The election debate that raged across Japan for weeks is over, campaigners are packing their things and TV pundits are moving on to different topics — all-girl pop group AKB48 has a new president.
Pictures of teary-eyed 23-year-old Yuko Oshima dominated yesterday’s newspapers after her victory in a popular ballot for the top spot in one of the world’s highest-grossing acts.
Hundreds of hours of television coverage culminated in a live special with millions tuning in nationwide to see Oshima crowned.
“You, my dear fans, have given water and light,” a teary-eyed Oshima told fans, comparing herself with a flower bud.
Everyone was allowed to vote — as long as they bought a copy of AKB48’s most recent single.
The single and accompanying ballot paper, which had a list price of ￥1,600 (US$20), shifted a record-breaking 1.17 million units the day it went on sale, with some fans reportedly buying multiple copies to boost the chances of their favorite candidate.
With a 90-strong pool of girls in their teens and early 20s who are rotated in and out of the public eye based on their popularity, AKB48 is part pop act, part talent show.
Wednesday’s election was sparked by the forthcoming “graduation” from AKB48 of 20-year-old Atsuko Maeda, who led the collective twice — her reign was interrupted by Oshima for a year.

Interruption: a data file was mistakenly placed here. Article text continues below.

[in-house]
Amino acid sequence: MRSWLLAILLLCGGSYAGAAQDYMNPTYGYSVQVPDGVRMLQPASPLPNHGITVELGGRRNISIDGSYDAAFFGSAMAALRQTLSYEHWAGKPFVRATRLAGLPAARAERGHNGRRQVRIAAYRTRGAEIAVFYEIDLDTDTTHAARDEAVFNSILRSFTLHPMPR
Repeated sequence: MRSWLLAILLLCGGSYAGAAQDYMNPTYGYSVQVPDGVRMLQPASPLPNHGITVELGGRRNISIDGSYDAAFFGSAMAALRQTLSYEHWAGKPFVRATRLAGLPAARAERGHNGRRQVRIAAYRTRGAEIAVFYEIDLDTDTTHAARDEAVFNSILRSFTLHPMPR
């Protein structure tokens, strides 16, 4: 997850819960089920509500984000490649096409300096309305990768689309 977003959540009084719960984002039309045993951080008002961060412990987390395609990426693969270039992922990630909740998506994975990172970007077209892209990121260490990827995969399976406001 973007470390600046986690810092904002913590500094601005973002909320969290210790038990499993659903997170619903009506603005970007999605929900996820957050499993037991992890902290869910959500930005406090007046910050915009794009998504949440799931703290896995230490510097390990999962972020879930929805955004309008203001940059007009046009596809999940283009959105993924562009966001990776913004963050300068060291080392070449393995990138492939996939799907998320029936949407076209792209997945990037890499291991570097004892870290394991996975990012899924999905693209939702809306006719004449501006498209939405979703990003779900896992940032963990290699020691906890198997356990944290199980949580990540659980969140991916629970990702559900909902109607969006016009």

Maeda’s tearful abdication earlier this year clears the way for her to pursue solo projects, possibly still under the careful guidance of Yasushi Akimoto, the mastermind behind the group and decider of who performs on stage.
Music critic and commentator on Japan’s entertainment industry Satoshi Hamano said the election — while seemingly little more than a slick marketing trick — was borne of demands from fans.
“Some fans complained and demanded they should be allowed to select who should be their idols,” he said. “It was a democratic movement against dictator Akimoto. It may sound wild, but the movement is comparable to the Arab Spring.”
Hyperbole notwithstanding, the group’s popularity is staggering, as is the merchandising industry it supports.
They are also advertising gold and have been involved in promotions for products as diverse as sweets and government bonds, while fronting a campaign aimed at reducing teenage suicide.
The pitfalls of fame have largely been avoided for the group; an incident in which the mother of one leading member was alleged to have had sexual relations with a teenage boy failed to dent the girl’s popularity and received scant coverage in Japan’s tame mainstream media.
Complaints about the over sexualization of the young women — many of whom are still teenagers — are simply brushed aside.
Critic Hamano said Wednesday’s election served as a proxy for democratic empowerment in a country largely run by older men.
“Japanese youth do not believe they can change real politics, where old politicians hold a tight grip on power, but they believe they can change AKB48,” he said.
“Fans of AKB48 believe they can take part in the process of making a real star, rather than simply accepting what the industry says is good. This is the Japanese version of the American dream,” Hamano added.